10 Interesting Cultural Differences between Japan and America
Japan and The US: Cultural Differences you will notice when living in Japan
America and Japan are two countries on opposite sides of the world, each with its own unique history and way of life. It is therefore unsurprising that there are some similarities but many differences. But what are the most interesting ones? In this article, I have picked 1o interesting cultural differences between Japan and the U.S.
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Although Christmas is also celebrated in Japan, it is very different from Christmas in America. You might see similar decorations: snowmen, reindeer, Santa, etc., but this holiday is really one for couples and friends rather than family. Family time is reserved for the New Year. In fact, Christmas in Japan is one of the most romantic days of the year. It’s the season for illumination shows, where you will no doubt spot numerous couples on romantic dates. The most interesting difference about Christmas in Japan is the tradition of eating KFC (the very same Kentucky Fried Chicken) on Christmas. This, as with most modern traditions, stems from a 1970s marketing campaign – a campaign that turned out to be as successful as the Coca-Cola Santa.
Pizza is both a similarity and a difference between Japan and America. Pizza is as beloved in Japan as it is in America. There is Domino’s, Pizza Hut, and Pizza-La, Japan’s homegrown version of fast food pizza. However, one big divergence from America is that Italian-style pizza is more popular in Japan than American-style fast food pizza. Not many people in Japan will know the difference between Chicago style and New York style pizza, but even my local (not so fancy) grocery store carries a pre-made Milanese style crust and a Naples style crust. Aside from the fast food chains mentioned, “pizza” in Japan will mean something closer to fresh mozzarella and prosciutto. In Japan, Italian-style pizza is king.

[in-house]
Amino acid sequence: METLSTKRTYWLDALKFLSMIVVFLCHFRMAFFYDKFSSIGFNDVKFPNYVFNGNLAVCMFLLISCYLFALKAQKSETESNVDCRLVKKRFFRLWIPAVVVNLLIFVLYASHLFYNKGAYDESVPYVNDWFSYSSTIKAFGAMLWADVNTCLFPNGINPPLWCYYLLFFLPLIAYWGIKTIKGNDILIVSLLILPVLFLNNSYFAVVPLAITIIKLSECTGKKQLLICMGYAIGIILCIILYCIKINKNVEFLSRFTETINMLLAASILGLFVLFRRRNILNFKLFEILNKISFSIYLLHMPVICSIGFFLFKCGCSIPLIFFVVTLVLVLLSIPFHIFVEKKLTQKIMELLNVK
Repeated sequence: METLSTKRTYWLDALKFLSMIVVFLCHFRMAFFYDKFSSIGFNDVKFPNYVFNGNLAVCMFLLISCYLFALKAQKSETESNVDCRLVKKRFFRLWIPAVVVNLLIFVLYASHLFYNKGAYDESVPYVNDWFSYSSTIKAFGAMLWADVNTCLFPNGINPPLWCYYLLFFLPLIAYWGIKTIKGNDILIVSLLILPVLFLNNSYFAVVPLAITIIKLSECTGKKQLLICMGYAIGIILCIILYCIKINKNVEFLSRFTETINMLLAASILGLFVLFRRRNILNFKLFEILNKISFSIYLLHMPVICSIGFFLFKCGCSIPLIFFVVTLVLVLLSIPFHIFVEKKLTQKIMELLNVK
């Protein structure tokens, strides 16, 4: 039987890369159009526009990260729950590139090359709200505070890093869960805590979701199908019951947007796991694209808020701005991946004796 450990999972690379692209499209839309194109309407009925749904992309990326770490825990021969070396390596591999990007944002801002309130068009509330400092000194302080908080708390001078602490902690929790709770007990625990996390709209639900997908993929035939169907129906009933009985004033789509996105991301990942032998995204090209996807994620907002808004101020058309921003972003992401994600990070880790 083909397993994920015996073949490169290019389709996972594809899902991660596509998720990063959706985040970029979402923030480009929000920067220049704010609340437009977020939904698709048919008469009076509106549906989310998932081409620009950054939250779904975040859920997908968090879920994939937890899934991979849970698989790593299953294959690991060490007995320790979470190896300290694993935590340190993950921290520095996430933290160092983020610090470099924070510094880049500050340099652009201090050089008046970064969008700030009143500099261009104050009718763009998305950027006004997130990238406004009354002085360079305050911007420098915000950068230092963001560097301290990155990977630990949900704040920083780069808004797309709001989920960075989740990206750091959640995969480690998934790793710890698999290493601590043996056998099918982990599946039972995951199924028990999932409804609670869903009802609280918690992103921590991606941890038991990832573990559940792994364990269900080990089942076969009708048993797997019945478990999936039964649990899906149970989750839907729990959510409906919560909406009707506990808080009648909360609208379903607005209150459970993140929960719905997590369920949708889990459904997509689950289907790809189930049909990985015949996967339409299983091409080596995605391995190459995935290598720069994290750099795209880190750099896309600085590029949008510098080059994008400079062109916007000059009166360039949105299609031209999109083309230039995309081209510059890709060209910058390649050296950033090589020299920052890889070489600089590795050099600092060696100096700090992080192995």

3. Leisure wear
As land of the salaryman (and increasingly, the salarywoman), perhaps it is unsurprising that Japanese work wear is noticeably more formal than its American counterpart. An interesting difference between Japan and America is that leisure wear is even more different. You won’t see many workout tanks and Lululemon tights on the streets of Tokyo. Sneakers are extremely popular, but they are usually styled with an impeccably put-together outfit. Even at morning drop offs at school, you will see parents frazzled just like they are anywhere else, but still very well-dressed. In terms of presentation (though maybe not style), leisure wear in Tokyo is closer to Paris than Los Angeles.
Since Japan is one of the most technologically advanced nations in the world, you might be surprised at the pervasiveness of paper forms here compared to the U.S.. One reason for this is because Japan still uses the personal seal instead of signatures. The seal, called hanko, is your personal mark – so much so that if you lose yours, you might have to get a replacement from the same maker to ensure that it is identical to the original and will thus be accepted. Needless to say, there is no hanko equivalent of an electronic signature. The lack of digitization is especially apparent in the area of medical records. Because medical records are not digitized, they are also not centralized, so if you use different providers, be sure to keep track of your own paper records! This is one big difference between Japan and America.
5. Medical providers
An important difference between Japan and American is in the arena of healthcare. In America, big hospital systems are the mainstream norm. Even relatively small hospitals will have a number of specialized departments. There are far more small clinics in Japan than in the U.S. It is common for some of these clinics to be run by a single physician. This is true both for general medicine and for more specialized practices such as pediatrics and dermatology. There are many reasons for this, but one obvious one is that Japanese doctors are simply not compensated very much for the long hours they work in big hospital systems.